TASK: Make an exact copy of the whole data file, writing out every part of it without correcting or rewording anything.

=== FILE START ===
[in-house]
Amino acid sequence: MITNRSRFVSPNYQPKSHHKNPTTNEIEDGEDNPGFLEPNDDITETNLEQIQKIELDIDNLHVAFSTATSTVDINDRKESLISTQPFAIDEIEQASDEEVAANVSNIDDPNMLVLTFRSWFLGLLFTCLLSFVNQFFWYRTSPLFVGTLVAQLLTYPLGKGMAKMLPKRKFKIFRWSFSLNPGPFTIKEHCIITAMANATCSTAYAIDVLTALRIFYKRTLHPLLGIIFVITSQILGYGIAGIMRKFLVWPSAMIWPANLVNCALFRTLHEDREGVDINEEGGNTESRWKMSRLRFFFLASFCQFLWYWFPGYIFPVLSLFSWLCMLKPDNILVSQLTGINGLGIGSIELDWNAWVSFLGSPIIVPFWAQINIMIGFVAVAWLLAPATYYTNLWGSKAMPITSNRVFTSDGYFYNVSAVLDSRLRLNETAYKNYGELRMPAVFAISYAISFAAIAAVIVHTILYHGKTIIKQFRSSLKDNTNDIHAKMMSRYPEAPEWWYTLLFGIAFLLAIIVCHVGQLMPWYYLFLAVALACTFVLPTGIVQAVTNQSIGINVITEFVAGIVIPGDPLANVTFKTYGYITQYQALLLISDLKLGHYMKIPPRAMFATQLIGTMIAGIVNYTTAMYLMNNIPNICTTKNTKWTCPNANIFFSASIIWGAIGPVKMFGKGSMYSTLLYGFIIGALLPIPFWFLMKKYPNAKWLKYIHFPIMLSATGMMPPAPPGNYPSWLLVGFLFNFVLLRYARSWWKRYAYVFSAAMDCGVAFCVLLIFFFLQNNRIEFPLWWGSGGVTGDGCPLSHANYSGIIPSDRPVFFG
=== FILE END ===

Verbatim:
[in-house]
Amino acid sequence: MITNRSRFVSPNYQPKSHHKNPTTNEIEDGEDNPGFLEPNDDITETNLEQIQKIELDIDNLHVAFSTATSTVDINDRKESLISTQPFAIDEIEQASDEEVAANVSNIDDPNMLVLTFRSWFLGLLFTCLLSFVNQFFWYRTSPLFVGTLVAQLLTYPLGKGMAKMLPKRKFKIFRWSFSLNPGPFTIKEHCIITAMANATCSTAYAIDVLTALRIFYKRTLHPLLGIIFVITSQILGYGIAGIMRKFLVWPSAMIWPANLVNCALFRTLHEDREGVDINEEGGNTESRWKMSRLRFFFLASFCQFLWYWFPGYIFPVLSLFSWLCMLKPDNILVSQLTGINGLGIGSIELDWNAWVSFLGSPIIVPFWAQINIMIGFVAVAWLLAPATYYTNLWGSKAMPITSNRVFTSDGYFYNVSAVLDSRLRLNETAYKNYGELRMPAVFAISYAISFAAIAAVIVHTILYHGKTIIKQFRSSLKDNTNDIHAKMMSRYPEAPEWWYTLLFGIAFLLAIIVCHVGQLMPWYYLFLAVALACTFVLPTGIVQAVTNQSIGINVITEFVAGIVIPGDPLANVTFKTYGYITQYQALLLISDLKLGHYMKIPPRAMFATQLIGTMIAGIVNYTTAMYLMNNIPNICTTKNTKWTCPNANIFFSASIIWGAIGPVKMFGKGSMYSTLLYGFIIGALLPIPFWFLMKKYPNAKWLKYIHFPIMLSATGMMPPAPPGNYPSWLLVGFLFNFVLLRYARSWWKRYAYVFSAAMDCGVAFCVLLIFFFLQNNRIEFPLWWGSGGVTGDGCPLSHANYSGIIPSDRPVFFG